My Only Sunshine
by Emily C. Skaftun
Lief thought the wrecked car was a boulder. One of those road-colored cars everybody seemed to drive, it was crumpled against the road’s support pylon in such a way that all he saw as he hiked up the wash toward it was dull grey metal. It didn’t occur to him that rocks in the desert were never that shade of grey; he thought of home.
The rain was to blame: without the sun reflecting off shiny surfaces Lief was lost. It had been raining for three days already, almost since the beginning of Arielle’s business trip.
It had started as a dull drizzle, which was surprising enough. The town of Sunlight, Nevada almost never saw clouds, let alone actual rain.
But it was while Lief hiked through what passed for a river in those parts—a wash, really, dust-dry most of the year—that the rain had suddenly intensified, blinding him with more water than he’d seen in years. Not long after that he came across the boulder-wreck.
Once Lief identified the car as a car, he could see the signs: tire tracks leading from the road down into the wide wash, and a pair of deep ruts and sand spray some distance from the pylon against which the car had squashed itself. And—was he crazy?—it seemed to Lief that there was a curtain of even more vigorous rain enveloping the car itself. He looked for other cars up on the road, but of course there were none. Rain was like a natural disaster for the natives of Sunlight, so they’d all be hunkered down in their homes, nervously listening to the foreign sound on their tin roofs.
The tracks in the sand were clearly stamped, fresh. Steam rose from the front end of the car. Lief ran the remaining yards to the car, stumbling in the loose rock and falling once, and splashing his bare legs with gritty mud.
The front end of the car had accordioned. The windshield’s safety glass had shattered, but clung together in one wavy sheet. Shielding his eyes against the rain and the imagined horror, Lief peered through the passenger-side window. He thought the man was dead simply from his complexion; beyond pale, it had the bleached look of certain subterranean fish. Water poured into the car from the sunroof, washing his skin clean. Otherwise, Lief thought, there would have been blood. The man had been crushed by his engine.
Eyelids flickered open. Lief jumped, hitting his head on the window frame. “Shit,” he said. “Are you hurt? I’ll go get help.”
“I just wanted to see the sun again,” the man croaked. His rheumy eyes looked up into a dark, cloudy sky. And then closed.
It was like the sky opened up. Lief hadn’t thought it could rain any harder, but it did. It seemed to follow him as he ran for help, waited while the paramedics pronounced the man dead, and finally walked back home, wading up the ankle-deep river.
It rained all night long.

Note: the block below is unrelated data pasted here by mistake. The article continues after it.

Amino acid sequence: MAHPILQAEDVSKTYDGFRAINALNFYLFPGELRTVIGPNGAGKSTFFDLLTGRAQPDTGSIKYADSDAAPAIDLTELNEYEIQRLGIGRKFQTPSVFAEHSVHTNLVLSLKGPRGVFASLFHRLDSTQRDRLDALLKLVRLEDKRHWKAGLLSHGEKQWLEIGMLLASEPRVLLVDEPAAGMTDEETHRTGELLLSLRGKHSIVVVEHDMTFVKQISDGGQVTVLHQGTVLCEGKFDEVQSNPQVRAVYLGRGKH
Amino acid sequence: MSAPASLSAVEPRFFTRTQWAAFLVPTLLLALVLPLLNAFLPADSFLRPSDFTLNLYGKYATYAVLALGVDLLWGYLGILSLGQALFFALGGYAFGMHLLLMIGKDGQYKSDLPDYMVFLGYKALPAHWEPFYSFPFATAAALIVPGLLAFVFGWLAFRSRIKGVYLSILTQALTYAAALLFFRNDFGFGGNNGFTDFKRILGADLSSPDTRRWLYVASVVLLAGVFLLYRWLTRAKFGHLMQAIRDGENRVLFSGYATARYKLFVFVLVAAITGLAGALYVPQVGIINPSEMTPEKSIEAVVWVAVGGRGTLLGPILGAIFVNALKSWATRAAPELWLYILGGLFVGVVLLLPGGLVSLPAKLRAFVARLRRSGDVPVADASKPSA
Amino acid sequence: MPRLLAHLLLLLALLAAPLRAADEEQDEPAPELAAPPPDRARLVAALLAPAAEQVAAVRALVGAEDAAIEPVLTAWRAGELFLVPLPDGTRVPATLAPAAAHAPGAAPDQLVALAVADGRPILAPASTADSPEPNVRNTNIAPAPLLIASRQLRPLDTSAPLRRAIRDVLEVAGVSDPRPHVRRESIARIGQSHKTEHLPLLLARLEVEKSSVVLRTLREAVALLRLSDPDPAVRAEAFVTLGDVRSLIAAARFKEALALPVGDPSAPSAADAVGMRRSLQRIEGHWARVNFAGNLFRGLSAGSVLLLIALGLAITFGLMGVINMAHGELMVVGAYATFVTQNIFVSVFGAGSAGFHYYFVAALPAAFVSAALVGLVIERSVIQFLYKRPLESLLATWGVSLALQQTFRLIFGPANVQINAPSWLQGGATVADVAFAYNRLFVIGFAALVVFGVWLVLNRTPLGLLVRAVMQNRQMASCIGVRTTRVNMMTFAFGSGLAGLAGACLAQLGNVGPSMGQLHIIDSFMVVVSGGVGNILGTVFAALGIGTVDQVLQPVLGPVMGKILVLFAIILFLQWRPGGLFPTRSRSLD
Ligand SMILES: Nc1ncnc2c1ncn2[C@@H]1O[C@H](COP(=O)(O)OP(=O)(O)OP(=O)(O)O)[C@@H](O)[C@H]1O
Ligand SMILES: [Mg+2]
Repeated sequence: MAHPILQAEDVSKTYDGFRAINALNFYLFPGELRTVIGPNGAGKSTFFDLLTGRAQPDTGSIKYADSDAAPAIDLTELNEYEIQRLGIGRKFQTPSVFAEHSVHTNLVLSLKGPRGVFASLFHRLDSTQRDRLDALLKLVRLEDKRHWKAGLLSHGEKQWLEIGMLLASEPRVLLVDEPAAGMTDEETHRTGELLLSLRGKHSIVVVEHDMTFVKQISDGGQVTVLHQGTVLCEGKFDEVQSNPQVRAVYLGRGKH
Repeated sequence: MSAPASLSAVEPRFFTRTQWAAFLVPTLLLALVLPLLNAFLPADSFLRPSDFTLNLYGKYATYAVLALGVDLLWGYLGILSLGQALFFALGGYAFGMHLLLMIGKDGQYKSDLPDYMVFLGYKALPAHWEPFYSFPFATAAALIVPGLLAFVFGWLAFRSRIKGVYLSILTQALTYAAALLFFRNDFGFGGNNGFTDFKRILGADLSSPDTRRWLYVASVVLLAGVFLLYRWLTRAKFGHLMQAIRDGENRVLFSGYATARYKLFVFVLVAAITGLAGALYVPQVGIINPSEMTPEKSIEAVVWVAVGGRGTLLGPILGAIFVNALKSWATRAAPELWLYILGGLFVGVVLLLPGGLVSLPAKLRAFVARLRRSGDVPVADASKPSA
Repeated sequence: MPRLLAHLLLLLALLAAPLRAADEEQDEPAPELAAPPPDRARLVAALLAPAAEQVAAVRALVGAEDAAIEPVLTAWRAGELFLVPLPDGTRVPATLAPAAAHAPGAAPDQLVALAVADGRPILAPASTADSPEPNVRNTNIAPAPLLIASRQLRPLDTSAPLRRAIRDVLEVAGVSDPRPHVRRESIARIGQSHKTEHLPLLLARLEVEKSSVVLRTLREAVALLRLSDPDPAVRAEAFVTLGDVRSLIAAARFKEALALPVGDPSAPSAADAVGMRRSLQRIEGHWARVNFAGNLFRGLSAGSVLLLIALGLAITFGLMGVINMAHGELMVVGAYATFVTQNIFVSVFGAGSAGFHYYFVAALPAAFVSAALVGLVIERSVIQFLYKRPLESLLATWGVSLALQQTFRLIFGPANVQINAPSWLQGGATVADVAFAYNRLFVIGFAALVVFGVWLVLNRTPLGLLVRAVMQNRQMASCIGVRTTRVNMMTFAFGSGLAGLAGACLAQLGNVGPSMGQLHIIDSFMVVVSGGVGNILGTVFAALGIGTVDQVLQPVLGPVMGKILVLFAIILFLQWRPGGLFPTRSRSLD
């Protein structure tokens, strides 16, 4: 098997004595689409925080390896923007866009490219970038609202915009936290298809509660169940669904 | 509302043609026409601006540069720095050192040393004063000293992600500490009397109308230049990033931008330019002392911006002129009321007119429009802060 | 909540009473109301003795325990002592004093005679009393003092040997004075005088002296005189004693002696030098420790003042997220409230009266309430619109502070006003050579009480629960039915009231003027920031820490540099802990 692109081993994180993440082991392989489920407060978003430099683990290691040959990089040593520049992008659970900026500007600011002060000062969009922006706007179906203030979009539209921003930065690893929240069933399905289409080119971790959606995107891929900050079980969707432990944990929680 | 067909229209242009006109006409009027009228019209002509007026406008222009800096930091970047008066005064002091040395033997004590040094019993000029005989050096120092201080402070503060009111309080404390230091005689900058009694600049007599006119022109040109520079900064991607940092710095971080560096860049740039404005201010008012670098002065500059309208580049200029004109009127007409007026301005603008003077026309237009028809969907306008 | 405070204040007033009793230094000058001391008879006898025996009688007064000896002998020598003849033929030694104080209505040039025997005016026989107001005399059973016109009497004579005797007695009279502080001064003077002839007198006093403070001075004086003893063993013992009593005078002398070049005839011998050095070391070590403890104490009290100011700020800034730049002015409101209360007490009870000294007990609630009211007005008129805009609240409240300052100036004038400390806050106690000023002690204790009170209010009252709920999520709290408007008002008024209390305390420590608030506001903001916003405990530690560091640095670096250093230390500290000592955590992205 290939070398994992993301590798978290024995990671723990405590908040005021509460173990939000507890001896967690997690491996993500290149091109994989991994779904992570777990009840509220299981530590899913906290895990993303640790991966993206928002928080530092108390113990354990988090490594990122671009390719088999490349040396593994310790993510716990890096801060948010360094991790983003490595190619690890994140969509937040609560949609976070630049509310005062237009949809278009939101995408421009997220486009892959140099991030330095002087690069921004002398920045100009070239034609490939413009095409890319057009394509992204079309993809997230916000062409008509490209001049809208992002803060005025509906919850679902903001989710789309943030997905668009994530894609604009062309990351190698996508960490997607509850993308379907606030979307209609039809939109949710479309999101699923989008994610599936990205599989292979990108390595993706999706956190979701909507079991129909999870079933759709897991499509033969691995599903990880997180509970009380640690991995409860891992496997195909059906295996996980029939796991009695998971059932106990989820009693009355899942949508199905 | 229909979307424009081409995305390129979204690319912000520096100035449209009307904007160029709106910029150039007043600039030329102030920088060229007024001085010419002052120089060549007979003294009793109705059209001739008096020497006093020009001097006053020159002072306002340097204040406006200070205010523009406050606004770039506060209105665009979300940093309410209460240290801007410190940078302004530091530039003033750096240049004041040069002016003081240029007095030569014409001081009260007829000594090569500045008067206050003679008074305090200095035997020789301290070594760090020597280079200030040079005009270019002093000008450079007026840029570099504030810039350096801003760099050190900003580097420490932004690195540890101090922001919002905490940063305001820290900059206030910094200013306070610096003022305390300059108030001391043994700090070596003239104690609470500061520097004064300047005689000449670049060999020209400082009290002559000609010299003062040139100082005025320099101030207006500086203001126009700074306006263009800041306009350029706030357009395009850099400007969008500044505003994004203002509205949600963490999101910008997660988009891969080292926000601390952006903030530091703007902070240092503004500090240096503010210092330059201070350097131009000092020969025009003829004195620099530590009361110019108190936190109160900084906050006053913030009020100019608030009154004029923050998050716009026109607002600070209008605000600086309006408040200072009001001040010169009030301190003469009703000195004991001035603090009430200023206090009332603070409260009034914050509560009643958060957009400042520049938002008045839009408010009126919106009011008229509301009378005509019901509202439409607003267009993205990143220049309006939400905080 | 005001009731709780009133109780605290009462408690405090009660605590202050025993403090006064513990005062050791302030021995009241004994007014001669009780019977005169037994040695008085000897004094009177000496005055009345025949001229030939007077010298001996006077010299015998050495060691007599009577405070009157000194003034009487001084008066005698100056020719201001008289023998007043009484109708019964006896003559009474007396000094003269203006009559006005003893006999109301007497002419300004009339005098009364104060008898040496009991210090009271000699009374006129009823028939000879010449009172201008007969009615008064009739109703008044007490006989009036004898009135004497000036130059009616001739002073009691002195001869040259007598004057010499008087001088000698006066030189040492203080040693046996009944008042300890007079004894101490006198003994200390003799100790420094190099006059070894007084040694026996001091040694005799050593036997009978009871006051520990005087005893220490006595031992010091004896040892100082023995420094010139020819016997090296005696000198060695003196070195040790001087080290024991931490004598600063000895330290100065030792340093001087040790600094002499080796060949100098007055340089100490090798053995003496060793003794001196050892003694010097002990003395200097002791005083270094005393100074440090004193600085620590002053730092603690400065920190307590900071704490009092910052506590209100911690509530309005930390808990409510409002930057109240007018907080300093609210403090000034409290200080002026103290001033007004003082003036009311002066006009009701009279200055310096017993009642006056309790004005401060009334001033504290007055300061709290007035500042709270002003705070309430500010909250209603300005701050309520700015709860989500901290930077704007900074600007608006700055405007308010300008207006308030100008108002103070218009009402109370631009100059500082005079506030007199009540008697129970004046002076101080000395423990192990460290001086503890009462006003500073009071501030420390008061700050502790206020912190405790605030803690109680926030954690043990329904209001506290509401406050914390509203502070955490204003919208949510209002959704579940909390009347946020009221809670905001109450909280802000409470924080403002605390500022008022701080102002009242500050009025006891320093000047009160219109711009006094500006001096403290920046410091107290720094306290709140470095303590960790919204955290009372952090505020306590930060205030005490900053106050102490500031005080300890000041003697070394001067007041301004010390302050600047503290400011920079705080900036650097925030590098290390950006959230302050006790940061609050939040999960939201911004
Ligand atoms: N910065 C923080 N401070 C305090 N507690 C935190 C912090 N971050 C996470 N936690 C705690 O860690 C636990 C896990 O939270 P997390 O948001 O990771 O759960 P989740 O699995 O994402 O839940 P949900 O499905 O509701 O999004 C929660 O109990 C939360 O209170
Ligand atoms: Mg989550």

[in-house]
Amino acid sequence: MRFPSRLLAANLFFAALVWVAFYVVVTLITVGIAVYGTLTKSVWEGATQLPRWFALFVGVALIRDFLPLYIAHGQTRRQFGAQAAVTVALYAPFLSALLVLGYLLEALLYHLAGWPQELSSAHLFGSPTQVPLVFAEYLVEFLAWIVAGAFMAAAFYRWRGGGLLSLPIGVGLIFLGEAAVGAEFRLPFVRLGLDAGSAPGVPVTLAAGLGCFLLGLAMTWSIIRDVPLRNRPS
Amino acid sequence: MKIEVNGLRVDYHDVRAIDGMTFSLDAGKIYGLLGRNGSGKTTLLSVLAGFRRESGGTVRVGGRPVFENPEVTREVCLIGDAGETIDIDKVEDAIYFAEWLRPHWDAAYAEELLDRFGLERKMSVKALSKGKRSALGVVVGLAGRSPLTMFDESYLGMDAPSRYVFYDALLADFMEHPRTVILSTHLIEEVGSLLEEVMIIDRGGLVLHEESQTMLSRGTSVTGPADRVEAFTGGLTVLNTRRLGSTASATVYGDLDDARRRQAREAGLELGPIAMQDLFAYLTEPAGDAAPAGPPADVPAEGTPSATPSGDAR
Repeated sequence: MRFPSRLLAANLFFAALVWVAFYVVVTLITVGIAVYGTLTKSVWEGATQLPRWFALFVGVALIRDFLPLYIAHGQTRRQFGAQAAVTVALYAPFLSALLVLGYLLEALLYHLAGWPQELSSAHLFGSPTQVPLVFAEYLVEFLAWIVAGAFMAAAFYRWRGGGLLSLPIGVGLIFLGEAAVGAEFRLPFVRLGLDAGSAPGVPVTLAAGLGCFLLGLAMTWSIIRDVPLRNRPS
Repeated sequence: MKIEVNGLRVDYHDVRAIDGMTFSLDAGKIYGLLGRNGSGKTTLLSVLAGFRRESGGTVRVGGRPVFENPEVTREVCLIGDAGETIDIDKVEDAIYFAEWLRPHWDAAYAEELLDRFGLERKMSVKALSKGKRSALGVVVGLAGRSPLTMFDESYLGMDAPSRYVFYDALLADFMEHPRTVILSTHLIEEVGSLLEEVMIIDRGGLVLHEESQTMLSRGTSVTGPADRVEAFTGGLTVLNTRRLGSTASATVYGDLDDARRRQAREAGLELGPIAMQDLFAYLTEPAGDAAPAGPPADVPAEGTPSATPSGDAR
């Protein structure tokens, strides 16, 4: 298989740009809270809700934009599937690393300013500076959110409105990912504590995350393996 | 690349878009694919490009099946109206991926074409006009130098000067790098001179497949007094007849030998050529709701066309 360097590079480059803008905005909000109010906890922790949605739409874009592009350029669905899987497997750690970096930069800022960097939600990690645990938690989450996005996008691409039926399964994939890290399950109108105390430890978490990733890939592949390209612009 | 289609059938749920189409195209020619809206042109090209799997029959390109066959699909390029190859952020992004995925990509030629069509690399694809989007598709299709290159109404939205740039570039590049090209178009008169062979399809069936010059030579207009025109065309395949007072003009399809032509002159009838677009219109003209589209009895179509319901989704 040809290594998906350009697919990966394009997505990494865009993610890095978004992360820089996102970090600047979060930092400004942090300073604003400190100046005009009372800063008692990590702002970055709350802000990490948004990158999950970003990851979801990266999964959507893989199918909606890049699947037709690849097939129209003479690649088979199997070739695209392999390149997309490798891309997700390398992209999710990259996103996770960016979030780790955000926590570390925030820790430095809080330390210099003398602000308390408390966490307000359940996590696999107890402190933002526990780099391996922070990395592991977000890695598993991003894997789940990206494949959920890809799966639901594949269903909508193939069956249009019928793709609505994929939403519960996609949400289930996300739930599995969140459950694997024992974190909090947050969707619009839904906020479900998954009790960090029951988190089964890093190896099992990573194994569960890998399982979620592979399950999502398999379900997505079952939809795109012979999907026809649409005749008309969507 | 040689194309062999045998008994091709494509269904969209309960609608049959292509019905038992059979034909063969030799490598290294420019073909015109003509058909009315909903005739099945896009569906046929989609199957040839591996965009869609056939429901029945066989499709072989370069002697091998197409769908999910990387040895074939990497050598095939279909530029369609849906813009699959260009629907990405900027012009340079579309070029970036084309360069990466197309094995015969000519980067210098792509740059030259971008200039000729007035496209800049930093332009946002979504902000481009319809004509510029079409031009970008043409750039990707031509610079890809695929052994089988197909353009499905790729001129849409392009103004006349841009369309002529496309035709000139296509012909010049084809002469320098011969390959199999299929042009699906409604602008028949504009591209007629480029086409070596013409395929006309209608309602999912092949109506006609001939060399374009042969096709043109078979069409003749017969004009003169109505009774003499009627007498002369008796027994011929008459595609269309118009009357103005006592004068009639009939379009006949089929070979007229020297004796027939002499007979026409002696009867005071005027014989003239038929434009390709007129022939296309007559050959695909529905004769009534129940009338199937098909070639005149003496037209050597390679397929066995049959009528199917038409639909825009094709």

In the dream, Lief was falling. The whole town of Sunlight spread out below him, a jumble of squat buildings with flat roofs. Beyond that, the mottled desert stretched to the horizon, broken only by the purposeful black line of the two-lane highway and the meandering line of the river wash. He fell quickly, loving the way the air streaked past him. As he fell lower he saw the red rock formations, then the Joshua trees and the creosote bushes, then as he fell lower still he saw a pale man standing amidst the brush and cactus. The man looked up, and in the instant before Lief struck him he recognized the face as his own. He braced for a crash, but the impact felt more like a splash. As Lief broke apart, bouncing into a ring of droplets, his only thought was yay!
The rain was still tapping on the roof like hundreds of tiny hands seeking entry. Lief rolled over in the bed, and was only a little startled to find it empty. The house felt empty without Arielle, gloomy and dark. He was glad she’d be home later, so he could wake up tomorrow to her long blonde hair tickling his nose.
Lief got out of bed and went about his own business—thank god for telecommuting—but all day he thought about the rain, so after lunch he went for another hike. Fearing dead men, he avoided the river and hiked out into the desert in the general direction of the Sunlight Solar Plant. It was still raining, but lighter now, and as Lief weaved his way around jumping chollas and other spiky plants he started to feel better. The rain intensified the creosote and sage smells, adding a little ozone to the mix. It occurred to Lief that he liked rain. He missed it. Growing up in the Northwest, Lief had taken rain for granted, even been irritated by it. But in Sunlight it was novel, and it was familiar, and it was warm enough to enjoy. It loved him.
Lief paused, looking up into the praying arms of an old Joshua tree. He shook his head, feeling water fling from the ends of his hair. He decided to go back to the house, clean up a bit, maybe stick a nice bottle of wine in the fridge for Arielle. She loves me too, he thought.
Around four in the afternoon the clouds started to lighten. Though it wasn’t particularly windy on the ground, the clouds were moving across the sky as though they were being chased. Somehow, though, it kept raining. The clouds would be blown away, but then they would regroup. Shafts of pink-tinged light sliced through them like swords, sweeping the town like searchlights. Rainbows formed, dissolved, and formed again.